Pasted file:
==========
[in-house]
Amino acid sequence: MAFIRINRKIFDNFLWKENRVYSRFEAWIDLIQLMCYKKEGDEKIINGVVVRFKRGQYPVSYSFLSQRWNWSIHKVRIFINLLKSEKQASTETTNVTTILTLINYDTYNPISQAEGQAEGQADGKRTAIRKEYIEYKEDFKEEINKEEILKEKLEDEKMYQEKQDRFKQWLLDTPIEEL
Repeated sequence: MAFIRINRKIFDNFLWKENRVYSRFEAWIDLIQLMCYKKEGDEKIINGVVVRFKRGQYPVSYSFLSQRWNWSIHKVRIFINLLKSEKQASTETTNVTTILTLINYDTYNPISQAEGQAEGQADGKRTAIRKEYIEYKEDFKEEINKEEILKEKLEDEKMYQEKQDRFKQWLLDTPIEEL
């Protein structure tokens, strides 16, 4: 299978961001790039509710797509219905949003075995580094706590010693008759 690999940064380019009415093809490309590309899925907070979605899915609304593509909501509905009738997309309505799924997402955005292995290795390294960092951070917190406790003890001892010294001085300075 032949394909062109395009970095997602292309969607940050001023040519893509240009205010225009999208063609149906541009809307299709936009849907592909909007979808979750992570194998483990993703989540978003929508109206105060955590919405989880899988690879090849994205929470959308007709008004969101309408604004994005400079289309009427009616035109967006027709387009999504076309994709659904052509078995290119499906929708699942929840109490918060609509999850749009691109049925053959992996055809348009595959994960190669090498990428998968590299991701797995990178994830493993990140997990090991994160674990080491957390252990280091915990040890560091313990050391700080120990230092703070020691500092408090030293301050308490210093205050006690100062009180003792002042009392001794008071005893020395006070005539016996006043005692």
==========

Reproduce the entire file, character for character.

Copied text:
[in-house]
Amino acid sequence: MAFIRINRKIFDNFLWKENRVYSRFEAWIDLIQLMCYKKEGDEKIINGVVVRFKRGQYPVSYSFLSQRWNWSIHKVRIFINLLKSEKQASTETTNVTTILTLINYDTYNPISQAEGQAEGQADGKRTAIRKEYIEYKEDFKEEINKEEILKEKLEDEKMYQEKQDRFKQWLLDTPIEEL
Repeated sequence: MAFIRINRKIFDNFLWKENRVYSRFEAWIDLIQLMCYKKEGDEKIINGVVVRFKRGQYPVSYSFLSQRWNWSIHKVRIFINLLKSEKQASTETTNVTTILTLINYDTYNPISQAEGQAEGQADGKRTAIRKEYIEYKEDFKEEINKEEILKEKLEDEKMYQEKQDRFKQWLLDTPIEEL
């Protein structure tokens, strides 16, 4: 299978961001790039509710797509219905949003075995580094706590010693008759 690999940064380019009415093809490309590309899925907070979605899915609304593509909501509905009738997309309505799924997402955005292995290795390294960092951070917190406790003890001892010294001085300075 032949394909062109395009970095997602292309969607940050001023040519893509240009205010225009999208063609149906541009809307299709936009849907592909909007979808979750992570194998483990993703989540978003929508109206105060955590919405989880899988690879090849994205929470959308007709008004969101309408604004994005400079289309009427009616035109967006027709387009999504076309994709659904052509078995290119499906929708699942929840109490918060609509999850749009691109049925053959992996055809348009595959994960190669090498990428998968590299991701797995990178994830493993990140997990090991994160674990080491957390252990280091915990040890560091313990050391700080120990230092703070020691500092408090030293301050308490210093205050006690100062009180003792002042009392001794008071005893020395006070005539016996006043005692």